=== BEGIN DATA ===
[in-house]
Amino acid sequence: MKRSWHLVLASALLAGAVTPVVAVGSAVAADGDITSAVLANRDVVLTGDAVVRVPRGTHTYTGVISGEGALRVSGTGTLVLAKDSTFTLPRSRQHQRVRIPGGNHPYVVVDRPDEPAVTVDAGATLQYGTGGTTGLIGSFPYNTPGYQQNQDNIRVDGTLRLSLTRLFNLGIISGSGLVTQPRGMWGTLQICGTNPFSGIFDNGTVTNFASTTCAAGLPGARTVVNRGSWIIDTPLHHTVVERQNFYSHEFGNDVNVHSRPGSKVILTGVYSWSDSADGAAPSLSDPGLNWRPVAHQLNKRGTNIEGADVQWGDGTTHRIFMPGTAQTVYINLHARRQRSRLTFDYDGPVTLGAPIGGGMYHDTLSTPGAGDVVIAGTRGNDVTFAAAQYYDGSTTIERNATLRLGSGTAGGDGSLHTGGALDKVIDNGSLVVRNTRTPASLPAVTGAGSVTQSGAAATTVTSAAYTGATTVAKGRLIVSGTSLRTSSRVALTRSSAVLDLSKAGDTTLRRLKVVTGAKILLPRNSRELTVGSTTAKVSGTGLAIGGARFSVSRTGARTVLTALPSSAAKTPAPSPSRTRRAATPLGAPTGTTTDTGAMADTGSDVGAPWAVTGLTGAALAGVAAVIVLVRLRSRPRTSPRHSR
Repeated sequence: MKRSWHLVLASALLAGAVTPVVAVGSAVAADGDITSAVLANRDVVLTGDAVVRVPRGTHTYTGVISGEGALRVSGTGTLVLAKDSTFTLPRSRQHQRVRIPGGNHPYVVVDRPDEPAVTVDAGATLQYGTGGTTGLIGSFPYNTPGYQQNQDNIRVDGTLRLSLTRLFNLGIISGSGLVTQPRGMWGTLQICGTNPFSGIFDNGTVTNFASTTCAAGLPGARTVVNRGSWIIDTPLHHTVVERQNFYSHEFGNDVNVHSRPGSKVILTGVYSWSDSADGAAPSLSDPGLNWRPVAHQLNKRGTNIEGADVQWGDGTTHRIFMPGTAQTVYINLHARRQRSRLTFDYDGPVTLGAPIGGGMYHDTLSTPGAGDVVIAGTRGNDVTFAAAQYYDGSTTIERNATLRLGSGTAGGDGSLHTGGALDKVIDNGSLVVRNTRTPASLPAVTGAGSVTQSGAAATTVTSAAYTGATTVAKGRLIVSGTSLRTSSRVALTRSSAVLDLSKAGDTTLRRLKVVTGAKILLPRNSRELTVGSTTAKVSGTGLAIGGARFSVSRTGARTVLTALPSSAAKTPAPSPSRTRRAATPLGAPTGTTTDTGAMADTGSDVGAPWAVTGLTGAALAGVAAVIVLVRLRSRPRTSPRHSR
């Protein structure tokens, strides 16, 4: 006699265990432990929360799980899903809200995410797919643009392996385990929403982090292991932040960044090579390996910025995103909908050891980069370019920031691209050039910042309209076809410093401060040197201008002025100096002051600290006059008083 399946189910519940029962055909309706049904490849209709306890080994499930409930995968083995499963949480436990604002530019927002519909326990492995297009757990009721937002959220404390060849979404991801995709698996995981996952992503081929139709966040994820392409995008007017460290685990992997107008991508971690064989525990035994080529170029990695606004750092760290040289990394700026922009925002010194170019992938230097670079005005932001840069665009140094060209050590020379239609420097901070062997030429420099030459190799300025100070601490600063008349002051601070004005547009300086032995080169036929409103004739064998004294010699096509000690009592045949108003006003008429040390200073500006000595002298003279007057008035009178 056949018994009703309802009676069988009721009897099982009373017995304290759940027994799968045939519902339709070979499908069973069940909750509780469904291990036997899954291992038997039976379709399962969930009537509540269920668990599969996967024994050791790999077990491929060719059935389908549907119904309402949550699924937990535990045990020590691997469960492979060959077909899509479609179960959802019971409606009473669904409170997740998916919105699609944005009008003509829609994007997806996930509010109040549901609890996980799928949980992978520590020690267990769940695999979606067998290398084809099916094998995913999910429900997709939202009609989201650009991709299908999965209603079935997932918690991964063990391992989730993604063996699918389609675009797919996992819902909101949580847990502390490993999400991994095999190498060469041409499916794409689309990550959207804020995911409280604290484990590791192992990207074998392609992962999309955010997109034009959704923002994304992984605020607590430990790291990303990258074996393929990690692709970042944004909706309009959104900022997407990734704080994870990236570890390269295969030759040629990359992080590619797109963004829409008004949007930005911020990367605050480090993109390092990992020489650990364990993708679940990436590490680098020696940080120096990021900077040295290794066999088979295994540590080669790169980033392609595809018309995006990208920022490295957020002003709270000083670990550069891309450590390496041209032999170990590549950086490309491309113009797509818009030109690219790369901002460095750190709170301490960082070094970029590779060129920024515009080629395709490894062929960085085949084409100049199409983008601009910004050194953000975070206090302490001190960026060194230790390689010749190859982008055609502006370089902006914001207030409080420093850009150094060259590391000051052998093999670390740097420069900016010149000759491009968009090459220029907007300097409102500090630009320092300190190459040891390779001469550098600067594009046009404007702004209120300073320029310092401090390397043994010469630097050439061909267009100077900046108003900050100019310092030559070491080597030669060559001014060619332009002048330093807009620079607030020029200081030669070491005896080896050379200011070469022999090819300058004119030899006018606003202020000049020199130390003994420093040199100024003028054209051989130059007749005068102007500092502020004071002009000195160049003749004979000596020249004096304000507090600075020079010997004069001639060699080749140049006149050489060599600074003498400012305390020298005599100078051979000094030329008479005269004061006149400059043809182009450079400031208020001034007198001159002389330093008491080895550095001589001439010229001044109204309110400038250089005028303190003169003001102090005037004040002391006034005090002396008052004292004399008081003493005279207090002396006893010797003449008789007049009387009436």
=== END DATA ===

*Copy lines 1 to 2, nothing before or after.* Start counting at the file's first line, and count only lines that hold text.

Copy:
[in-house]
Amino acid sequence: MKRSWHLVLASALLAGAVTPVVAVGSAVAADGDITSAVLANRDVVLTGDAVVRVPRGTHTYTGVISGEGALRVSGTGTLVLAKDSTFTLPRSRQHQRVRIPGGNHPYVVVDRPDEPAVTVDAGATLQYGTGGTTGLIGSFPYNTPGYQQNQDNIRVDGTLRLSLTRLFNLGIISGSGLVTQPRGMWGTLQICGTNPFSGIFDNGTVTNFASTTCAAGLPGARTVVNRGSWIIDTPLHHTVVERQNFYSHEFGNDVNVHSRPGSKVILTGVYSWSDSADGAAPSLSDPGLNWRPVAHQLNKRGTNIEGADVQWGDGTTHRIFMPGTAQTVYINLHARRQRSRLTFDYDGPVTLGAPIGGGMYHDTLSTPGAGDVVIAGTRGNDVTFAAAQYYDGSTTIERNATLRLGSGTAGGDGSLHTGGALDKVIDNGSLVVRNTRTPASLPAVTGAGSVTQSGAAATTVTSAAYTGATTVAKGRLIVSGTSLRTSSRVALTRSSAVLDLSKAGDTTLRRLKVVTGAKILLPRNSRELTVGSTTAKVSGTGLAIGGARFSVSRTGARTVLTALPSSAAKTPAPSPSRTRRAATPLGAPTGTTTDTGAMADTGSDVGAPWAVTGLTGAALAGVAAVIVLVRLRSRPRTSPRHSR